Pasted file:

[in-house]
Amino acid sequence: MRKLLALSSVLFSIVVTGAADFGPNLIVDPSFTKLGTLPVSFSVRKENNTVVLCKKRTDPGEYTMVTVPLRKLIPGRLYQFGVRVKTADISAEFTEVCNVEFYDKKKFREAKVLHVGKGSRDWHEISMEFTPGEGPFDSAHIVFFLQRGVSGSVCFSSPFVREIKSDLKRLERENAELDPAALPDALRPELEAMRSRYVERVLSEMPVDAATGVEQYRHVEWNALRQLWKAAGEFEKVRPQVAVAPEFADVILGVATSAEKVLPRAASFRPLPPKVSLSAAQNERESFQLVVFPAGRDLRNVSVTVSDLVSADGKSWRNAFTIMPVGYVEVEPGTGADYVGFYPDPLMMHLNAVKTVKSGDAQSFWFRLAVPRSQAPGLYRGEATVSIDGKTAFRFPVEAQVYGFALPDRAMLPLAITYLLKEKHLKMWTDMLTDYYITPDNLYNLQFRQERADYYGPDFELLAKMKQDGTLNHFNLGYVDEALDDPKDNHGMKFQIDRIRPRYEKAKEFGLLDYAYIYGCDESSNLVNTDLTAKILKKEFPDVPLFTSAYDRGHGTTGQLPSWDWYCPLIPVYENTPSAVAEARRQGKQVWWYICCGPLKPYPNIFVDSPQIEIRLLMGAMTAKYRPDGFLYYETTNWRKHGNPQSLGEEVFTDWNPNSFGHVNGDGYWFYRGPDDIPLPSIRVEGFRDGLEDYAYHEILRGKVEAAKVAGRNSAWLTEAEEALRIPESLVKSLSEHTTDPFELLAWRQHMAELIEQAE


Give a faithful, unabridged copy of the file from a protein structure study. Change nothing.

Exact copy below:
[in-house]
Amino acid sequence: MRKLLALSSVLFSIVVTGAADFGPNLIVDPSFTKLGTLPVSFSVRKENNTVVLCKKRTDPGEYTMVTVPLRKLIPGRLYQFGVRVKTADISAEFTEVCNVEFYDKKKFREAKVLHVGKGSRDWHEISMEFTPGEGPFDSAHIVFFLQRGVSGSVCFSSPFVREIKSDLKRLERENAELDPAALPDALRPELEAMRSRYVERVLSEMPVDAATGVEQYRHVEWNALRQLWKAAGEFEKVRPQVAVAPEFADVILGVATSAEKVLPRAASFRPLPPKVSLSAAQNERESFQLVVFPAGRDLRNVSVTVSDLVSADGKSWRNAFTIMPVGYVEVEPGTGADYVGFYPDPLMMHLNAVKTVKSGDAQSFWFRLAVPRSQAPGLYRGEATVSIDGKTAFRFPVEAQVYGFALPDRAMLPLAITYLLKEKHLKMWTDMLTDYYITPDNLYNLQFRQERADYYGPDFELLAKMKQDGTLNHFNLGYVDEALDDPKDNHGMKFQIDRIRPRYEKAKEFGLLDYAYIYGCDESSNLVNTDLTAKILKKEFPDVPLFTSAYDRGHGTTGQLPSWDWYCPLIPVYENTPSAVAEARRQGKQVWWYICCGPLKPYPNIFVDSPQIEIRLLMGAMTAKYRPDGFLYYETTNWRKHGNPQSLGEEVFTDWNPNSFGHVNGDGYWFYRGPDDIPLPSIRVEGFRDGLEDYAYHEILRGKVEAAKVAGRNSAWLTEAEEALRIPESLVKSLSEHTTDPFELLAWRQHMAELIEQAE